If You missed yesterday’s FOMC press conference because You were at the pub watching the Chelsea-Dinamo match, then good news – we have compiled a research piece tracking all the highlights. The football match started as if Dinamo was going to turn a corner and record a victory against Chelsea, similar to FOMC’s statement looking as if a dovish turn (i.e. FED pivot) might actually take place. However, as time moved on it became clear that Chelsea was not going to let Dinamo get away with one early goal, eventually evening out the result at 1:1. Same with the FOMC press conference – it basically offset the initial dovish tilt stemming from the statement published earlier, strengthening the core message that the struggle to get inflation figures down is still underway.
Financial markets entered yesterday’s FOMC press conference with a significant dovish bias, although there was almost no hard data evidence to substantiate expectations of a FED pivot any time soon. Core inflation was not easing, economic activity was not slowing down, unemployment was not increasing and wage dynamics were still upbeat. Fintweets and dealer chat rooms were full of charts depicting deteriorating US government securities liquidity, such as this one:
GVLQUSD Index measures average yield error across the universe of US Treasury notes and bonds with a remaining maturity 1-year or greater. In this context 3.5bps is the highest level in about 12 years, excluding the pandemic-induced illiquidity of March 2020 (a clear outlier). However, FOMC Chairman Jerome Powell seemed unintimidated by declining liquidity in the US Treasury market and instead focused on what really falls within the limits of the FED’s dual mandate: consumer prices and unemployment. He almost ritually acknowledged the resilience of the US labor market and stated that the resilient wage growth might be one of the reasons why he seriously doubts the FED’s job is over. He also reiterated the notion that in these circumstances it’s better to overtighten and then provide relief to the overall economy by using the instruments inaugurated during the pandemic, instead of being too cautious and letting inflation expectations de-anchor.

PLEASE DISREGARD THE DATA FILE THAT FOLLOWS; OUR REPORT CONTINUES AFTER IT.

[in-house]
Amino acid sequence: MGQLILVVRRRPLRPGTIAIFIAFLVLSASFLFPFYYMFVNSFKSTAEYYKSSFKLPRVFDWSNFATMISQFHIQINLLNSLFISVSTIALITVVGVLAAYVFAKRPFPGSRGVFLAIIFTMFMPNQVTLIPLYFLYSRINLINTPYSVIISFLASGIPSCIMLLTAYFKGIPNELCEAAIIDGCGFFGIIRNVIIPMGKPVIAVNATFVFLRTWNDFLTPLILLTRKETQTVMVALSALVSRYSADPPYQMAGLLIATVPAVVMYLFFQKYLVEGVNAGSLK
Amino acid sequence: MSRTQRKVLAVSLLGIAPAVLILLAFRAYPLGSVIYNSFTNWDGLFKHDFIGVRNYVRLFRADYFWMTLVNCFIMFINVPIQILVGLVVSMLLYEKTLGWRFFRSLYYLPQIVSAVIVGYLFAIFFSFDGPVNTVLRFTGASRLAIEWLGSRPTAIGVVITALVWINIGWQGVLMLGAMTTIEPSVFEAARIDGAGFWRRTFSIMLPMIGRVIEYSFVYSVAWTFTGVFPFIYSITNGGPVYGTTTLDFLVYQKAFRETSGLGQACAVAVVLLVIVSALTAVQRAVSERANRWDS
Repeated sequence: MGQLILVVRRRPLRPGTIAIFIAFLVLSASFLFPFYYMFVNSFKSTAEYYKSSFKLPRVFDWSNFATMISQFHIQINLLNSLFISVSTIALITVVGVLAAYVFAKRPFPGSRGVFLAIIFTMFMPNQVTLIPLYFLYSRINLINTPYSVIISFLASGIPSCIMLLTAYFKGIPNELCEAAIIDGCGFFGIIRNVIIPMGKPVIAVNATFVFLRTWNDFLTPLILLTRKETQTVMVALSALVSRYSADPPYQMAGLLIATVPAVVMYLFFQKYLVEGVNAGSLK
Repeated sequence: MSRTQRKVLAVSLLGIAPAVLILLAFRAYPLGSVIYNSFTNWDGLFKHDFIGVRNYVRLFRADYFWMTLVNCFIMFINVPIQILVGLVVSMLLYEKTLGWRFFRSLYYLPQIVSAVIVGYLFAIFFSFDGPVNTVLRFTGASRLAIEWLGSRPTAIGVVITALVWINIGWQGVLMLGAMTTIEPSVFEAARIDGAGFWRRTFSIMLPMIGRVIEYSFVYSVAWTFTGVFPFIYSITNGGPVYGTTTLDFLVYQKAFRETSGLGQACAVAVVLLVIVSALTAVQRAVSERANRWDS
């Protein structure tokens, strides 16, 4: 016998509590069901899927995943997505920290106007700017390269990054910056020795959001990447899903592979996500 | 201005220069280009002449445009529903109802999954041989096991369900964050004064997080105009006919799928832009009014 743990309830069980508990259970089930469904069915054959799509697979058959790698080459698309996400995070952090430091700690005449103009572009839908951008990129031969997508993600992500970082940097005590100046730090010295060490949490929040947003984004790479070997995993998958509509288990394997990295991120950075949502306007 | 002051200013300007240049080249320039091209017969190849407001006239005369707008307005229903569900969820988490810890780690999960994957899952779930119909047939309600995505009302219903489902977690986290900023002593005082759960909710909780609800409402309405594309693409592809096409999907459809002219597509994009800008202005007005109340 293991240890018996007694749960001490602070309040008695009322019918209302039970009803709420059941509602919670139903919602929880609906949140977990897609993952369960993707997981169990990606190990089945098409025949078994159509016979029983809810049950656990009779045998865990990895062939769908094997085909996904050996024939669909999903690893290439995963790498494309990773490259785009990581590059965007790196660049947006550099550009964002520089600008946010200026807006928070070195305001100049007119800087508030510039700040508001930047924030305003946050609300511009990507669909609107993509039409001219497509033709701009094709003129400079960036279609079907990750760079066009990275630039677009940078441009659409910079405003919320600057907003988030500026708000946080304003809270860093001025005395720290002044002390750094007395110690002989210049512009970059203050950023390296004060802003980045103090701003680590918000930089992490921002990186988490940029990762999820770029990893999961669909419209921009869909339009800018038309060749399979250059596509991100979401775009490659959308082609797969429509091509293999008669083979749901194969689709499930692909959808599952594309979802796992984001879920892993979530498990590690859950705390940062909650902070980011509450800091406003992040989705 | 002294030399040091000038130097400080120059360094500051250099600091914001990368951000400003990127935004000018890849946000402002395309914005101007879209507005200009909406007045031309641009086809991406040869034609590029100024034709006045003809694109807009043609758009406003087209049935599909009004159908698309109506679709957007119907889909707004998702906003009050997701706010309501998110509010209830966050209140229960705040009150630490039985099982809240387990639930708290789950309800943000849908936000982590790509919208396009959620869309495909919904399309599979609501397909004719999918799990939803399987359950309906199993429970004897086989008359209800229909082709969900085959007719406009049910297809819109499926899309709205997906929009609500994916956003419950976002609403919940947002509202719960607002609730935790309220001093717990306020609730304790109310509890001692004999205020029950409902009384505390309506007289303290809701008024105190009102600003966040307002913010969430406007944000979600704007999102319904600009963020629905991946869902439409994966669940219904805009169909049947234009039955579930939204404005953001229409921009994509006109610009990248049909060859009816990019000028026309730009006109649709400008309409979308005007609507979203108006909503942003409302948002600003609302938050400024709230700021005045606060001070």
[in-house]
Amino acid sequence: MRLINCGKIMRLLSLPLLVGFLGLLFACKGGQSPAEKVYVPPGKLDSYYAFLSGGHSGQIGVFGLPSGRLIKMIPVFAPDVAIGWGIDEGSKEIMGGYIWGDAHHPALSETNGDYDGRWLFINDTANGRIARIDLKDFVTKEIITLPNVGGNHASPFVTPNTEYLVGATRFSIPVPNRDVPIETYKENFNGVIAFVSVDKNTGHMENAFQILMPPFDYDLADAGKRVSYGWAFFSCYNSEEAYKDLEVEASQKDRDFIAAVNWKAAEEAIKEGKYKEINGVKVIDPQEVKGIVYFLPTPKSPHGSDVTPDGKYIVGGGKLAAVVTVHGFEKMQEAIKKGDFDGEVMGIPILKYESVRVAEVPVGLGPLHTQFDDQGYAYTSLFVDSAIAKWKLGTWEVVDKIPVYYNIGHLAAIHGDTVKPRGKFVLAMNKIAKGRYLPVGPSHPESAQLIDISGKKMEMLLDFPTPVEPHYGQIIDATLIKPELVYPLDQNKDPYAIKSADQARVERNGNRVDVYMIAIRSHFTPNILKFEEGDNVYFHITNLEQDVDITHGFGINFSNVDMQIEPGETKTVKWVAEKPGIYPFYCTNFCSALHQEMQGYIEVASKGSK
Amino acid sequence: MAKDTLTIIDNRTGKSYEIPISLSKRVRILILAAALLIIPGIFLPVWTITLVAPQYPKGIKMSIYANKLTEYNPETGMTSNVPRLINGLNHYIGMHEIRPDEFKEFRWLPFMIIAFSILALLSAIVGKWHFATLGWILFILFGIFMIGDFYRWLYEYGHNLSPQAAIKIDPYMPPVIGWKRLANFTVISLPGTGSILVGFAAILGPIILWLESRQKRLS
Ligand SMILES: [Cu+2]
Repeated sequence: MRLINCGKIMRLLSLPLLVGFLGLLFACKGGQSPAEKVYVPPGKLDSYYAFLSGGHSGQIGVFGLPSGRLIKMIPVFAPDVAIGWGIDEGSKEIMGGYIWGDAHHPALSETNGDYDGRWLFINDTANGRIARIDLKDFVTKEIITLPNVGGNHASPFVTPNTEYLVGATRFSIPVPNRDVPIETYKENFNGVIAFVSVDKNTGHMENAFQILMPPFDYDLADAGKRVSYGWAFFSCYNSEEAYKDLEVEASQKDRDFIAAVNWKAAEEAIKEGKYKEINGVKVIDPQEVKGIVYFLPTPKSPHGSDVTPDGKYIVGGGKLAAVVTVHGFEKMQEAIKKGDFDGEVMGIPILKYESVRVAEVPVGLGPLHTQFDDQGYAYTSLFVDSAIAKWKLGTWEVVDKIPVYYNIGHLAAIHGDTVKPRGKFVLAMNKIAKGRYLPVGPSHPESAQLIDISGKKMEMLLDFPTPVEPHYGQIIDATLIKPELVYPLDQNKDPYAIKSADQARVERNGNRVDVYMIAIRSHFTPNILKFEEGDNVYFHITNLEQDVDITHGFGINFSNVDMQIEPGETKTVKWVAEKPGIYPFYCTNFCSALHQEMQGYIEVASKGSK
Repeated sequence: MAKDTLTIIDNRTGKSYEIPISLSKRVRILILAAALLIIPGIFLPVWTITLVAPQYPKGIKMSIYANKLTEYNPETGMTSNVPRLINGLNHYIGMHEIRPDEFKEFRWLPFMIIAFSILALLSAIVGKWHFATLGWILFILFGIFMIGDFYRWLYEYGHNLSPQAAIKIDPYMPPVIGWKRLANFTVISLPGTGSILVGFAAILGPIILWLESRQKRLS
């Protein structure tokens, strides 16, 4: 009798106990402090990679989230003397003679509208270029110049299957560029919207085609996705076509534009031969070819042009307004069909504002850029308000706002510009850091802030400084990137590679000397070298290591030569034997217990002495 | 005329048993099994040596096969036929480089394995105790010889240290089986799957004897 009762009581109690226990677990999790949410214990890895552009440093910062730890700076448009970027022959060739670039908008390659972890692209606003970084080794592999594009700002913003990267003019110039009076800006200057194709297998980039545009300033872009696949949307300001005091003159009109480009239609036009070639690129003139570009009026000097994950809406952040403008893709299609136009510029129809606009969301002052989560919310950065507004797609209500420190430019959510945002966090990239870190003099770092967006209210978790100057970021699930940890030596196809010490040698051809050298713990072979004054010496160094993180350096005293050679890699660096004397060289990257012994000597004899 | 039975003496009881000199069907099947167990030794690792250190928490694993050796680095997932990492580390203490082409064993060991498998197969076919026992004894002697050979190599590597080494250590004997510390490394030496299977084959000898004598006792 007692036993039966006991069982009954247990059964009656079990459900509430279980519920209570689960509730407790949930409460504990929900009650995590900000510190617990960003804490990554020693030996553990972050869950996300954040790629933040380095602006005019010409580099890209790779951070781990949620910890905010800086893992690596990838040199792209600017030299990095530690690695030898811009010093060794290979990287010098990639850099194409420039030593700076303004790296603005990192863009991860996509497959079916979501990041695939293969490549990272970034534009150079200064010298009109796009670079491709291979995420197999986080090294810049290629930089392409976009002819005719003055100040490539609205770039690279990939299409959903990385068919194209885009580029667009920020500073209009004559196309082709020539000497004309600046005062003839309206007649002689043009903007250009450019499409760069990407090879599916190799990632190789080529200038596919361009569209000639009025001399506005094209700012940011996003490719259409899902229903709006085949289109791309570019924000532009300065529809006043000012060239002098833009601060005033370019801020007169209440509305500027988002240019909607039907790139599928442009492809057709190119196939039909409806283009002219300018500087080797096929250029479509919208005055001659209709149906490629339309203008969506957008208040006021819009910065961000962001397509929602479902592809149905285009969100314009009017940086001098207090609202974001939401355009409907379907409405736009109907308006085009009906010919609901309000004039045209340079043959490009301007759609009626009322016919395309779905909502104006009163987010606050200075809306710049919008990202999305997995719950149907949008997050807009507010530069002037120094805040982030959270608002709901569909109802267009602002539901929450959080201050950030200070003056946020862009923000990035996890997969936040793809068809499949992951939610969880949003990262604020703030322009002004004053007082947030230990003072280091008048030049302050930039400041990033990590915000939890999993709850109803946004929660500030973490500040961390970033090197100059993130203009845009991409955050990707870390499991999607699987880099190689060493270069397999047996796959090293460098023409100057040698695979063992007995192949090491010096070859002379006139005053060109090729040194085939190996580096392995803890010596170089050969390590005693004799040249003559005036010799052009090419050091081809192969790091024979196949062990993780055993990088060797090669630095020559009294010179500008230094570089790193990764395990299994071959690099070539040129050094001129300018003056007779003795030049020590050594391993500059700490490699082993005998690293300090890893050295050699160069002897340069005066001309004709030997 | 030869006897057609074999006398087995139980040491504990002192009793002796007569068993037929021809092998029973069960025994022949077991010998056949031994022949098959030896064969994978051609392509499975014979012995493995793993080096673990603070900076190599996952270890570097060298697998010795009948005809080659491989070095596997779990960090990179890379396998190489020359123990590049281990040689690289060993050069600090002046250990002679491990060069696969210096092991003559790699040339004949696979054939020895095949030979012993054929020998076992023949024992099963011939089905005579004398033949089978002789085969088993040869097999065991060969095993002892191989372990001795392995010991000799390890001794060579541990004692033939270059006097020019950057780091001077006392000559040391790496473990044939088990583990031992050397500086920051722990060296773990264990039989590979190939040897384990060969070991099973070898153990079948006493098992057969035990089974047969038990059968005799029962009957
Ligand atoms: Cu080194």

Once FED’s Powell said that the main question on the table is not when will the interest rate plateau come, but rather how high will it be and how long will it last. Notice that when we talk about the end of monetary tightening, we’re no longer talking about the peak, but rather about a plateau – implying that higher interest rates might stay with us for a while. Critics of the FED have already pointed out that the FOMC is behind the curve since the median dot tends to follow the core PCE YoY; currently, core PCI YoY is at +5.1% YoY, while the median dot is at +4.4%. Nevertheless, if the PCE stays above +5.0%, you can bet the median dot moving closer to +5.0%. Actually, markets have already figured it out and currently price the beginning of the plateau in May at 5.138%:
We believe the FED fund plateau instead of the FED fund pivot is the main takeaway from yesterday’s FOMC press conference. To substantiate this, compare the upper (November 03rd) WIRP US snip with the snip taken just six days before (October 27th):
Now compare the expectations for December 2023 meeting: these have gone from 4.29% to the current value of 4.83%. Actually, you can see the whole time series by typing US0AFR DEC2023 Index in Your Bloomberg terminal, but if You’re too lazy to do it, we’ll do it for You:
This is actually the underlying reason why bond markets fell apart yesterday, taking with them global equities and causing depreciation of all the majors against the greenback. Three large dealers sent us their morning notes arguing for USD long positions, however, we remain slightly skeptical since it’s clear that the FED plateau is already baked into the prices of currencies and bonds.
How are Croatian bonds going through this change of heart? The spreads were contained at first and this morning staged another bout of tightening. This morning bigger sizes of CROATI 2.875 03/04/2032€ could be bought around 89.60 (4.23% YTM, B+200bps), signaling that CROATI€ is still well supported by real money bids, both domestic and offshore.